Even if we didn’t love skiing at Sugarloaf in Maine, we might make the trek for the resort’s popular Bullwinkle’s at Night. The experience begins the moment you board the red, 18-passenger Bombardier snowcat for the climb to Bullwinkle’s lodge. The lunch hot spot by day sits three-quarters of the way up the mountain, and is nearly unrecognizable on Saturday evening when it turns into a rustically elegant dining room, in view of dark mountain peaks and distant valleys. The six-course meal is worthy of the setting. Starters might include a crab bisque or charred fennel and lemongrass soup, followed by appetizers like lobster tempura rolls or pan-seared foie gras. Entrees include wild game and local selections, including porcini-dusted tenderloin, roasted rainbow trout, and apricot-braised lamb shank. 800-843-5623, www.sugarloaf.com, $99.

Killington

Dinner tables inside Killington’s Ledgewood Yurt.

Killington Resort

Dinner tables inside Killington’s Ledgewood Yurt.

Advertisement

There’s no other mountain dining experience quite like this one: an indulgent, five-course dinner served in the remote Ledgewood Yurt, surrounded by dark, snow-covered Vermont woods. The round, canvas-sided yurt sits along Killington’s Northbrook Trail, far from the lively base lodge crowds. Bundle up! To get to this woodsy, nighttime oasis, you’ll take a 15-minute-or-so snowcat-drawn sleigh ride through the woods. Once inside the yurt, heated by a woodburning stove, you’ll be toasty warm. While the surroundings are rustic, the menu is anything but. Expect such dishes as sturgeon served with lobster and truffled spoonbread, veal sweetbreads with pork belly confit, and bison rib-eye. Desserts like the molten lava cake will leave you feeling warm and fuzzy for the sleigh ride back to the lodge. 866-809-9147, www.killington.com, $119-$129.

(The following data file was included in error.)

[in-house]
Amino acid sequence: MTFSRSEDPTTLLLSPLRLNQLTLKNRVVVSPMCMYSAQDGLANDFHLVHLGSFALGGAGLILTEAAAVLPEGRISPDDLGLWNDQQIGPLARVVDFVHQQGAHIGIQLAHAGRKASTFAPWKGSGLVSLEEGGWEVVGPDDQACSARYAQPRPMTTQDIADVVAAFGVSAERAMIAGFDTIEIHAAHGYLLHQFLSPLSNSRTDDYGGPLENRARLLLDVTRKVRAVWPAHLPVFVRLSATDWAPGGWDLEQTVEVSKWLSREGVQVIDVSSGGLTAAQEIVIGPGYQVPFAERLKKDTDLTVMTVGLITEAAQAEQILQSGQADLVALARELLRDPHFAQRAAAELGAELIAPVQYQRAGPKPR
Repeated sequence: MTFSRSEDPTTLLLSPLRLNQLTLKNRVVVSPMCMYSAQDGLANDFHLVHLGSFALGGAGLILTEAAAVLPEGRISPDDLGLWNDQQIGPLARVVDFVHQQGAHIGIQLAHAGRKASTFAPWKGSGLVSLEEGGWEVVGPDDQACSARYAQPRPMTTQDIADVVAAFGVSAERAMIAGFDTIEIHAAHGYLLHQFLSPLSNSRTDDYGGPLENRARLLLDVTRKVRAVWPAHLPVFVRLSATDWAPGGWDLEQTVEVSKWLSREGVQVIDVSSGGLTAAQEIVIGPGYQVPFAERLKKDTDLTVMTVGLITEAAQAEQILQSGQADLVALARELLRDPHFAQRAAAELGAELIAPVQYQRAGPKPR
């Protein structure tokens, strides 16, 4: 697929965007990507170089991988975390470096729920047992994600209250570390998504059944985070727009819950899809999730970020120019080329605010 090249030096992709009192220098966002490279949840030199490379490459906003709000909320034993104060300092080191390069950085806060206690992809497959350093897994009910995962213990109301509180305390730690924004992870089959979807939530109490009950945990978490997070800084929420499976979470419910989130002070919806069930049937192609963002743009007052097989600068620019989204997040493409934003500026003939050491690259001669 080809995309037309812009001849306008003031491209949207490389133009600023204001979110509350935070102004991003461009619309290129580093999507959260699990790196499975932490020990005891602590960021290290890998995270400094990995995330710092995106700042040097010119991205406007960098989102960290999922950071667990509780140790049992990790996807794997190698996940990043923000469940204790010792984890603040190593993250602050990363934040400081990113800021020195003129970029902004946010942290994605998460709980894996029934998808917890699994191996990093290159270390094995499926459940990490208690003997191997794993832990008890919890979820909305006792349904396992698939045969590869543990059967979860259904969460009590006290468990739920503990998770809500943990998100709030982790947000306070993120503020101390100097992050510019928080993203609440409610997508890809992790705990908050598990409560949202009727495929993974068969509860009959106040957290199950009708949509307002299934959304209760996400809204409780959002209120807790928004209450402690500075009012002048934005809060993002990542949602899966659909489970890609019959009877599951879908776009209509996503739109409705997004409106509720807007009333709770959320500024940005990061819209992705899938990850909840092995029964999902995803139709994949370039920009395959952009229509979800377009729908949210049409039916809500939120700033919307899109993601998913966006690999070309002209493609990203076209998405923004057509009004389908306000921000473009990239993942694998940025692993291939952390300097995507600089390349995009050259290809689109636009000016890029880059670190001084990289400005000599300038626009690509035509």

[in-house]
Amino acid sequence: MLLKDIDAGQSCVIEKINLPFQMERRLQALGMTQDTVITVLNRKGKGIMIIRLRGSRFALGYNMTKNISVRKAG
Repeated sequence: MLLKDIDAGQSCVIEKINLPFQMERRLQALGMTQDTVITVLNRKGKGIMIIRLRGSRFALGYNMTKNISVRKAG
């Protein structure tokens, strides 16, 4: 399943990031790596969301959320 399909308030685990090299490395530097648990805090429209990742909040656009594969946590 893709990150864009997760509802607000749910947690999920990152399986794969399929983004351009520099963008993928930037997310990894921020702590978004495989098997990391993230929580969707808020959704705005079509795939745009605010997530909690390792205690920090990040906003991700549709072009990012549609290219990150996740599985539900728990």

Sunday River

Kids love having dinner with Eddy the Yeti, the fun-loving, furry mascot at Sunday River in Maine. Family buffet-style dinners are held throughout the winter season, and getting there is half the fun. When the other lifts close for the day, Peak Dinner diners board the Chondola for the trip to the mid-mountain Peak Lodge, with great views of the Mahoosuc Mountain range along the way. But kids don’t have all the fun. A variety of adult-centered themed dinners are held throughout the winter season, including comedy dinners with live, stand-up comedians, mystery theater dinners, guest chef dinners, and special occasion events, including Valentine’s Day and New Year’s Eve dinners. 800-543-2754, www.sundayriver.com, prices vary.

Diane Bair and Pamela Wright can be reached at bairwright@gmail.com.
Loading comments...
Real journalists. Real journalism. Subscribe to The Boston Globe today.